Is the New Corvette Still an “Old Guy Car”? You Tell Us!
With the C7 Corvette’s new looks, improved handling and power numbers topping any previous factory model, the seventh-generation American sports car is sure to please enthusiasts, from the light-hearted thrill seeker to the more status-minded business man. But are the features of the recently debuted 2014 Corvette enough to pull the model out of its “midlife crisis” rut? Well, according to an article on TireBusiness.com, probably not. While GM has definitely made strides to bring the enthusiasm of it’s top-of-the-line model to younger generations, some believe the car will continue to be a staple mostly in the garages of Baby Boomers. Do you agree?
While it could be argued that Corvettes are primarily geared towards older males, more and more enthusiasts are popping up in younger crowds. Unfortunately, the average Corvette buyer is still about 59 years old, according to a Strategic Vision market research survey. So will GM’s attempt to shift the appeal of the Corvette to a younger generation with the new Stingray be successful? Andrew Stoy of Crain News Service has his doubts, and for good reason.
First of all, Corvettes historically have failed to appeal to younger generations for the most part. While C6s and the new C7s have certainly turned the vision of Corvettes around, many of the Generation X crowd (those born between 1960 and 1980) were first introduced to car as a low-powered C3 model. Unfortunately for Chevy, this initial interaction with the sports car has caused skeletons to remain lodged in some people’s enthusiasm closets.
On the other side of things, however, it could be argued that though not impressive to a vast majority of Gen Xers, the transformation from the 70s Shark Bodies to the glorious C7 has given Chevrolet some ground to stand on.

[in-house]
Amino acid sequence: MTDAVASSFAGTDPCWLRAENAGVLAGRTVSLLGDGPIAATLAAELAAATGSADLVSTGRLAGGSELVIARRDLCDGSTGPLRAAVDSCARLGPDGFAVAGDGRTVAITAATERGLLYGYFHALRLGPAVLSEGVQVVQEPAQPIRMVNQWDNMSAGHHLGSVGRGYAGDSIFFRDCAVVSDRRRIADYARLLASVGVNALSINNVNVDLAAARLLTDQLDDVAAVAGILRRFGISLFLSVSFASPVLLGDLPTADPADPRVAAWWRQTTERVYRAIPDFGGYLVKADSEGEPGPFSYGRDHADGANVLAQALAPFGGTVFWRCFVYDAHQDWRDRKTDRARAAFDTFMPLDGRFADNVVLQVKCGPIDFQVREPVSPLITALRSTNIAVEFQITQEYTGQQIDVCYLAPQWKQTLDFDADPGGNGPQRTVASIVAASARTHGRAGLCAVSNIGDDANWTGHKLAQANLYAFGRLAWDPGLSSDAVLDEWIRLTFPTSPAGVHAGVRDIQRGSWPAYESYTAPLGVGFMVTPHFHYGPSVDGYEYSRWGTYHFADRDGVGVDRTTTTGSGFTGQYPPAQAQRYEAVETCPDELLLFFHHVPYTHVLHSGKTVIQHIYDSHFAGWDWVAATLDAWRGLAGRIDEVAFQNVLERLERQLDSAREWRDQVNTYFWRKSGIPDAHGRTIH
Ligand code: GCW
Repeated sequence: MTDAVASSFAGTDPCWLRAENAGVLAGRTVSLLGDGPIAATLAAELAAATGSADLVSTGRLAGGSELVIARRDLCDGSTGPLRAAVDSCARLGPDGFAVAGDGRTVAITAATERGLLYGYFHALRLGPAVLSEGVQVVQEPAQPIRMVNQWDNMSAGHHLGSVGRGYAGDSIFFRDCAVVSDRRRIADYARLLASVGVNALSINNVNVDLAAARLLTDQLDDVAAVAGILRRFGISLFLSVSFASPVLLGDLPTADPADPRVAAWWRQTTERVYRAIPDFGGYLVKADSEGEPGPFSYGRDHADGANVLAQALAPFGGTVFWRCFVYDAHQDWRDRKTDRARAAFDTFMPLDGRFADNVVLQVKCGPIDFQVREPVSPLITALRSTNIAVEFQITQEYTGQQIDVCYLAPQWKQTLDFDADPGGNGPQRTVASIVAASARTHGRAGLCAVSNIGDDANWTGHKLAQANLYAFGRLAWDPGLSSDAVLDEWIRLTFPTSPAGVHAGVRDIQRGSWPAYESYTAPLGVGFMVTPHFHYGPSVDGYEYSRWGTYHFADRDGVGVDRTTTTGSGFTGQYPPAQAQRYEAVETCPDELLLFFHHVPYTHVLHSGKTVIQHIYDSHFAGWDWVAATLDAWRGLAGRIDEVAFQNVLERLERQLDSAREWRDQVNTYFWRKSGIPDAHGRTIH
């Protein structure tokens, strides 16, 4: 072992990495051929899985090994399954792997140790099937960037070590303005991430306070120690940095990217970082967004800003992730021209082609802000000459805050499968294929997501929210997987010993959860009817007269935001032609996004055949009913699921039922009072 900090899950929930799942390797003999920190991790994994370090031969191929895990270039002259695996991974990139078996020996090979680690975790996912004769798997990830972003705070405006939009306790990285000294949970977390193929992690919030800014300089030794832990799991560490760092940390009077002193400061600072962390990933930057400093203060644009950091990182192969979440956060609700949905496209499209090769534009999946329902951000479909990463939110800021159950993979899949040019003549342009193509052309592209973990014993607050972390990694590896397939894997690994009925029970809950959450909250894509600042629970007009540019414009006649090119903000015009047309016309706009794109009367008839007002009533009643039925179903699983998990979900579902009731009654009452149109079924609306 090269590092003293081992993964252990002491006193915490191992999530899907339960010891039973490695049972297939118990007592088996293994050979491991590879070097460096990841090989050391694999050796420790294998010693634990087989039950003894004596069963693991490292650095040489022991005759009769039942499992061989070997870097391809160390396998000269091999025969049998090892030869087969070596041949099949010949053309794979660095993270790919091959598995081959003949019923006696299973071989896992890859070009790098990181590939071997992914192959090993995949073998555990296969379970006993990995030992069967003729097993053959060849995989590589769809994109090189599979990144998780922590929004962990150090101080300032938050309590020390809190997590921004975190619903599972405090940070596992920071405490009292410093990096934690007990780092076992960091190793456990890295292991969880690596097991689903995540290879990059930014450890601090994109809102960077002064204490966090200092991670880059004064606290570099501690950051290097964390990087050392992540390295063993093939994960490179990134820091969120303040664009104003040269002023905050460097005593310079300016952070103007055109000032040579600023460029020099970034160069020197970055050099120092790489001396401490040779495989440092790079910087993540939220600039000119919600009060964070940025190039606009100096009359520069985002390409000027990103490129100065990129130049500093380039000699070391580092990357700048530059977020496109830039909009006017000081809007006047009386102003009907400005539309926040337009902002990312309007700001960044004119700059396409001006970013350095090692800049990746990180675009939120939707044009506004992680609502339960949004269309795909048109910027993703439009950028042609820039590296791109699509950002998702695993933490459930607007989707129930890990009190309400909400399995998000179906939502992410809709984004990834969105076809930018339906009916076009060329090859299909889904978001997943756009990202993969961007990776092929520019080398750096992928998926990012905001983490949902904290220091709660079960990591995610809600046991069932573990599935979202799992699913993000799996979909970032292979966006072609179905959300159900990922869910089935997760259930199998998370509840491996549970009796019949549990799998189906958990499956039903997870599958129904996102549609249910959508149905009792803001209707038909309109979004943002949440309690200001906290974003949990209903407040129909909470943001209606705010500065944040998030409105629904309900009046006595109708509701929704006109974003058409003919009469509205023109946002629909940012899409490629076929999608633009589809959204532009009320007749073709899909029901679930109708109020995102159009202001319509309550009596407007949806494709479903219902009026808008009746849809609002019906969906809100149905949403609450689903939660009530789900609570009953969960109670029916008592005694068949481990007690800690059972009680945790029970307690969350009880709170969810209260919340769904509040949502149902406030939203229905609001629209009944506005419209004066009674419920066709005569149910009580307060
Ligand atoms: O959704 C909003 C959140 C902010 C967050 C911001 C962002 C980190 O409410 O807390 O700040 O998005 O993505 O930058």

Not only is the evolution remarkable, it’s respected amongst some of the biggest sports car names on the market.
And then, there are those of us in Gen X and Millennial (those born between the 80s and the early 2000s) generations that, call us crazy, actually fell in love with the hit-or-miss 70s Vette.
Another argument supporting that the new Corvette will remain an “old guys’ car” is that many younger would-be owners still have kids at home, whether they be toddlers, school-agers or college students. The problem with this is that fewer people with children can afford to go out and buy a two-seater fun car.
While this is a valid argument, where does that put people who don’t have children or who’s children have already left home? Many people have kids, but there are far more Gen Xers and Millennials waiting longer to have kids and settle down. And if you’ve got the money to pull it off at a younger age, why wouldn’t you consider the brand new Corvette? Personal preferences, maybe, but not because you’re thinking about the baby card before you’re ready or after you’ve already raised your children.
Going along with that is the issue of cost. While GM has yet to release official pricing for the next-generation Corvette, we still expect to see base models starting in the $60,000 range. This can be tough to accommodate at any age, so rather than saying this is something older generations can weather more easily, we must look at the economic state of all potential buyers. In an age where titles like “Youngest Billionaire” pop up on a regular basis, Gen Xers and Millennials may even have the upper hand when it comes to buying a new C7.
A final argument for the Corvette maintaining its midlife crisis appeal is the idea of flash. While the Corvette is certainly a gorgeous car, it is sure to draw some serious attention, especially in its seventh-generation skin. While some would argue that most generations are over that, we’d beg to differ. There is a reason why all generations modify their cars, get custom paint jobs done, and feel free to burn rubber whenever they please.
For one, it’s fun, and two, many of us have grown up learning that getting attention is okay, and actually quite appealing. In fact, we could see more 20 and 30-somethings getting a kick out of all the attention they’d get behind the wheel of a brand new Vette.